Tuesday, September 11, 2007

Lest We Forget

It has been only six years since the terrorist attacks of 9-11, but many in the creative community seem determined to forget, obscure, and deny the lessons of that event. Lest we forget, the jazz community suffered real losses that day, including one of its own. Betty Farmer, a one-time jazz vocalist working for Cantor Fitzgerald was killed that day. She started her singing career in the cradle of jazz, her hometown of New Orleans, and eventually performed with Duke Ellington. According to the New York Times’ “Portrait of Grief,” she was in the process of re-launching her performing career.

The jazz community also suffered severe economic losses as a result of 9-11. Wendy Oxenhorn of the Jazz Foundation often speaks eloquently about the number of gigs that either dried up completely, or went from paid gigs to tip-jar gigs here in the City. Charles Lloyd played a free stand at the Blue Note in an effort to encourage patrons to return to the clubs.

Make no mistake, creative artists—including jazz musicians, were attacked on September 11, 2001. For those who question whether that threat to creative expression continues, look to recent events in the Middle East. Vendors of music CDs and cassettes are literally under siege in Pakistan. Last month three Pakistani CD and video stores were bombed by Islamic extremists. Why? Music is deemed an “un-Islamic business” by Islamic-Fascists (and “entertaining female customers” is also frowned upon).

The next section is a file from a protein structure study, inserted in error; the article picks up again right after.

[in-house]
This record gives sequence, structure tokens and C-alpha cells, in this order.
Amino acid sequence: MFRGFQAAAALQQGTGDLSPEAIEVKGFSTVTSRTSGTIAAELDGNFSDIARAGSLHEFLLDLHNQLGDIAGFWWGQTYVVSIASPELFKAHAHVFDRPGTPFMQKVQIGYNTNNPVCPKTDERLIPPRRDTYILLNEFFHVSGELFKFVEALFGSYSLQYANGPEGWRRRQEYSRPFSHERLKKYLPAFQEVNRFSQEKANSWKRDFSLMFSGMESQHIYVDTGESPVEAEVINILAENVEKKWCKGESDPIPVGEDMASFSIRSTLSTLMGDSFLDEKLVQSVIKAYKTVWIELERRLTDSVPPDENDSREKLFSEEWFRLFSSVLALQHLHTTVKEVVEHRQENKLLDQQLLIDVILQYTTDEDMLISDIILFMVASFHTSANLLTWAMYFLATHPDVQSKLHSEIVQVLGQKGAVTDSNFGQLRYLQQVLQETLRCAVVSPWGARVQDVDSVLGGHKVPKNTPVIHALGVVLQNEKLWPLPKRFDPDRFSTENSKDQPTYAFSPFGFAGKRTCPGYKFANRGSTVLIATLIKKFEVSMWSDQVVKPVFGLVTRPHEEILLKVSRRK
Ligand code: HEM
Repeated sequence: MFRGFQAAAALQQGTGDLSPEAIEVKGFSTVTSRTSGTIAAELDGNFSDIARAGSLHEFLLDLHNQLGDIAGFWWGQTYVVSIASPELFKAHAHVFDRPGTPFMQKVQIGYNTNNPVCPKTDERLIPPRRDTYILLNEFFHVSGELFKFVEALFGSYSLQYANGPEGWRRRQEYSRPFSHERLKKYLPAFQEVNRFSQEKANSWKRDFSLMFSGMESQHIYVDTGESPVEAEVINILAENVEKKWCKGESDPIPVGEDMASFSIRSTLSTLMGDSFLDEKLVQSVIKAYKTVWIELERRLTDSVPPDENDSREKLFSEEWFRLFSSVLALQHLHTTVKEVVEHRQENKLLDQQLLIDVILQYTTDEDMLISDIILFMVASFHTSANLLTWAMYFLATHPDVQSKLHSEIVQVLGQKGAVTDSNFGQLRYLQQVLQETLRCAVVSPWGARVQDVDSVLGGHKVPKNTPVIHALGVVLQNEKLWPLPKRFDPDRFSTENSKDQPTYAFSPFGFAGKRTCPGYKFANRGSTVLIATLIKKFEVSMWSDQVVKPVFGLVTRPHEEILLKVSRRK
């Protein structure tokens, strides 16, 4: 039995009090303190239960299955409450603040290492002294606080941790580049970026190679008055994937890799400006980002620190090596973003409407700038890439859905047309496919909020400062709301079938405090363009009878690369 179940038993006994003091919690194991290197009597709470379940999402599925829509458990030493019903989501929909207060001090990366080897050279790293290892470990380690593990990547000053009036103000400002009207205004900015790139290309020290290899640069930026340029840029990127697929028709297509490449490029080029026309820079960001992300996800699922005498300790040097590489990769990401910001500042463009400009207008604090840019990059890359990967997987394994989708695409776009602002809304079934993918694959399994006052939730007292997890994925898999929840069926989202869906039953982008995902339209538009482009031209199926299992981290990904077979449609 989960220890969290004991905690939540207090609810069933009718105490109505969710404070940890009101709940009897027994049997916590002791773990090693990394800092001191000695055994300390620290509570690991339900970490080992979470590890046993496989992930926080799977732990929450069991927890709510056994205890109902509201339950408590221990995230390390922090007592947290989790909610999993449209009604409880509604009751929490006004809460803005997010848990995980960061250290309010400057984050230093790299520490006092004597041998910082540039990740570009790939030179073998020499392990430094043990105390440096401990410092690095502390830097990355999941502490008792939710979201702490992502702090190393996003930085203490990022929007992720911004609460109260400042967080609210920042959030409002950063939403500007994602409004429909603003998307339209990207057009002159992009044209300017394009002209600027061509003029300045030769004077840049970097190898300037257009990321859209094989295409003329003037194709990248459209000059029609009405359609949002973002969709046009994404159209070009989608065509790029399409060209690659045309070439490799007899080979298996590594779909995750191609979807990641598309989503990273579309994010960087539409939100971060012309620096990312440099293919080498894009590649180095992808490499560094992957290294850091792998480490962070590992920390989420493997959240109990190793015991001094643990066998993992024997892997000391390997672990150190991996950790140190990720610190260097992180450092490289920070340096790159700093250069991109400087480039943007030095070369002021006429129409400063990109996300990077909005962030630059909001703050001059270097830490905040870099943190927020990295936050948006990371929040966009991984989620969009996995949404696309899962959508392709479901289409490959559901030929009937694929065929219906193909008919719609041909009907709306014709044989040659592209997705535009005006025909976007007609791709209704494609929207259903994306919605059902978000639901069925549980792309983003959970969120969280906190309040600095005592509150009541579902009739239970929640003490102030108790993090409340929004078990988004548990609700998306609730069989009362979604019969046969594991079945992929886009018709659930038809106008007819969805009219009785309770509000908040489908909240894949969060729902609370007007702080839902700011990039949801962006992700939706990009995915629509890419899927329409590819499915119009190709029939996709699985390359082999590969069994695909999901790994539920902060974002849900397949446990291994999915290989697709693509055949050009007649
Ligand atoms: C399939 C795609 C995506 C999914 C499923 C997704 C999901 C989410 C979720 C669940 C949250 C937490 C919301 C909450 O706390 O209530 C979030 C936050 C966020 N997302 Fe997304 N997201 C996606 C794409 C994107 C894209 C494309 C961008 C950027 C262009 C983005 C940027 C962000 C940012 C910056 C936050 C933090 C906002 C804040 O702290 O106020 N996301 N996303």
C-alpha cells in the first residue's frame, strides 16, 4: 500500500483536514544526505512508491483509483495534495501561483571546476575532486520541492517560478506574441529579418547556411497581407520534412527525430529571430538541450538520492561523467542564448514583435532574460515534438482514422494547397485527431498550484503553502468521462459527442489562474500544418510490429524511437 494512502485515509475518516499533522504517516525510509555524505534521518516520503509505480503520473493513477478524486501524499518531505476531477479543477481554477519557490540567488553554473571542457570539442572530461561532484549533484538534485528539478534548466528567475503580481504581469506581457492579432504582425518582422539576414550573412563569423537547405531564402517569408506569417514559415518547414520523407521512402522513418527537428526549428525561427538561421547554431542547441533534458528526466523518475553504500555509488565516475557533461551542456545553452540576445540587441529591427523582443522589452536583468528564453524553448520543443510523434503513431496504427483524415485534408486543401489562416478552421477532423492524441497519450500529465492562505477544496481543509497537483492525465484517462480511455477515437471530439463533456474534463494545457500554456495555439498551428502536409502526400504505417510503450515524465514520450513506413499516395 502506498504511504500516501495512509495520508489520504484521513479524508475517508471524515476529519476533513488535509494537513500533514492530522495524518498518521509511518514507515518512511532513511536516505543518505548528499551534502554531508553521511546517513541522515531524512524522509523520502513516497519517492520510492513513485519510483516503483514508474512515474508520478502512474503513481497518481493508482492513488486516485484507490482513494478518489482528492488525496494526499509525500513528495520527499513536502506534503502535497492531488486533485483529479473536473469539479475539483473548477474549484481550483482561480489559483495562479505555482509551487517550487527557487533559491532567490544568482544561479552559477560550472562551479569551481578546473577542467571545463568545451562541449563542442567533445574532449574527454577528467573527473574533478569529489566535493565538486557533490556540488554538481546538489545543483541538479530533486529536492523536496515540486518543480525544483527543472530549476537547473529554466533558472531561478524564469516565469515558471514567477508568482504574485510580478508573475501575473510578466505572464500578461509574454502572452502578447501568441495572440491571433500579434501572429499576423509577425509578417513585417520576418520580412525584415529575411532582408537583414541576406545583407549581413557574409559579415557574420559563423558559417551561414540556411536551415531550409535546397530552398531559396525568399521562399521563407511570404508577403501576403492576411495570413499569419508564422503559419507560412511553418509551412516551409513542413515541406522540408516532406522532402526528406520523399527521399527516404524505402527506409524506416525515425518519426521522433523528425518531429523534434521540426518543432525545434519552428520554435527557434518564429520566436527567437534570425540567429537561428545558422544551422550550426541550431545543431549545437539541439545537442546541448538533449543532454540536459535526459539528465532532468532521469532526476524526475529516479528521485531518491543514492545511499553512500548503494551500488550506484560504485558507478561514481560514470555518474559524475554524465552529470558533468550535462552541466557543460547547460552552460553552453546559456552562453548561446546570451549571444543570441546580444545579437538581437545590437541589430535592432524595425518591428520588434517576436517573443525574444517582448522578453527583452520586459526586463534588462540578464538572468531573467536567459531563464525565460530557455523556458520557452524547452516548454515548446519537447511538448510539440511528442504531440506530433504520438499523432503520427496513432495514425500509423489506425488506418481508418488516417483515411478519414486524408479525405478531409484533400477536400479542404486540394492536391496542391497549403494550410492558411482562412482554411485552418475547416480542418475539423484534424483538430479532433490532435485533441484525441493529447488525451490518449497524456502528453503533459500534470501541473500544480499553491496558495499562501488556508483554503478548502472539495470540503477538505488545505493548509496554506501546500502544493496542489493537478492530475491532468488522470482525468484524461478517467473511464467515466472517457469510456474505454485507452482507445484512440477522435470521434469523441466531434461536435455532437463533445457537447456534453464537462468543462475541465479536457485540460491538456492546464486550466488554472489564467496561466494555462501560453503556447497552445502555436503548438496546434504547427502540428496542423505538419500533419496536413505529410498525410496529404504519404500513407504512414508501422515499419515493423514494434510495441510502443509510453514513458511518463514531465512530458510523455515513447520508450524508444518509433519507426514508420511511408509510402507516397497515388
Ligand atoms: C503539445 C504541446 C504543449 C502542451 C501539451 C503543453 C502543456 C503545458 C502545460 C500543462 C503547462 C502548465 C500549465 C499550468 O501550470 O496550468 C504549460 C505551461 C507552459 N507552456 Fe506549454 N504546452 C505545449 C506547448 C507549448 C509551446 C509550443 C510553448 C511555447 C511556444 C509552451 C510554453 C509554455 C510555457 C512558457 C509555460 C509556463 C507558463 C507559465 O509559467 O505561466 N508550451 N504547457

This was not a response to Iraq or Israel or any other tortured justification. It is simply another manifestation of an ideology of hate, the same motivation for the murder of 3,000 individual human beings at the World Trade Center (as Karol will be reminding people today). Therefore, we all have a stake in fighting Islamic extremist terrorists, especially musicians and other creative artists.

Today is a day to reflect and remember. We mourn the loss of Ms. Farmer and all who were senselessly murdered that day. We pray that their family and friends can find a measure of solace. Let us remember them throughout the year, and not just this day.